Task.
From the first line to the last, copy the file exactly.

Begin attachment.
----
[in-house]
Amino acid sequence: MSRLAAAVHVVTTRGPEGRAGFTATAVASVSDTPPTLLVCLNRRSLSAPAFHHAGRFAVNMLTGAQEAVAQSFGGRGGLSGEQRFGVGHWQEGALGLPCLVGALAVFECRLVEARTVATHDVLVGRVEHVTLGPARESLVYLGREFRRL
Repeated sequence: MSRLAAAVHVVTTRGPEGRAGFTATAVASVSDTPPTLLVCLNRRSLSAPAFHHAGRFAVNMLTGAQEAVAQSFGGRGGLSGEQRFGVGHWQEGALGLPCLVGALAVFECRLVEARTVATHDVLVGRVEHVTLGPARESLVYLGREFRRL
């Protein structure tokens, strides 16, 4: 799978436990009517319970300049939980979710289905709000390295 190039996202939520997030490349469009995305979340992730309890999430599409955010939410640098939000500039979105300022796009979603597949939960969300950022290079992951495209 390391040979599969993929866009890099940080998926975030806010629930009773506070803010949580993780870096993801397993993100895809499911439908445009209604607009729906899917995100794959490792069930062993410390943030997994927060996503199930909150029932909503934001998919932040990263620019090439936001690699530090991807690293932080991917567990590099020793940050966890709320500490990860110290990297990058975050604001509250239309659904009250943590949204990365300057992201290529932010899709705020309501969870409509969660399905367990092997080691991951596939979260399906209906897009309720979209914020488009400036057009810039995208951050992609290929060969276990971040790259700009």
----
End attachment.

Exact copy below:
[in-house]
Amino acid sequence: MSRLAAAVHVVTTRGPEGRAGFTATAVASVSDTPPTLLVCLNRRSLSAPAFHHAGRFAVNMLTGAQEAVAQSFGGRGGLSGEQRFGVGHWQEGALGLPCLVGALAVFECRLVEARTVATHDVLVGRVEHVTLGPARESLVYLGREFRRL
Repeated sequence: MSRLAAAVHVVTTRGPEGRAGFTATAVASVSDTPPTLLVCLNRRSLSAPAFHHAGRFAVNMLTGAQEAVAQSFGGRGGLSGEQRFGVGHWQEGALGLPCLVGALAVFECRLVEARTVATHDVLVGRVEHVTLGPARESLVYLGREFRRL
């Protein structure tokens, strides 16, 4: 799978436990009517319970300049939980979710289905709000390295 190039996202939520997030490349469009995305979340992730309890999430599409955010939410640098939000500039979105300022796009979603597949939960969300950022290079992951495209 390391040979599969993929866009890099940080998926975030806010629930009773506070803010949580993780870096993801397993993100895809499911439908445009209604607009729906899917995100794959490792069930062993410390943030997994927060996503199930909150029932909503934001998919932040990263620019090439936001690699530090991807690293932080991917567990590099020793940050966890709320500490990860110290990297990058975050604001509250239309659904009250943590949204990365300057992201290529932010899709705020309501969870409509969660399905367990092997080691991951596939979260399906209906897009309720979209914020488009400036057009810039995208951050992609290929060969276990971040790259700009």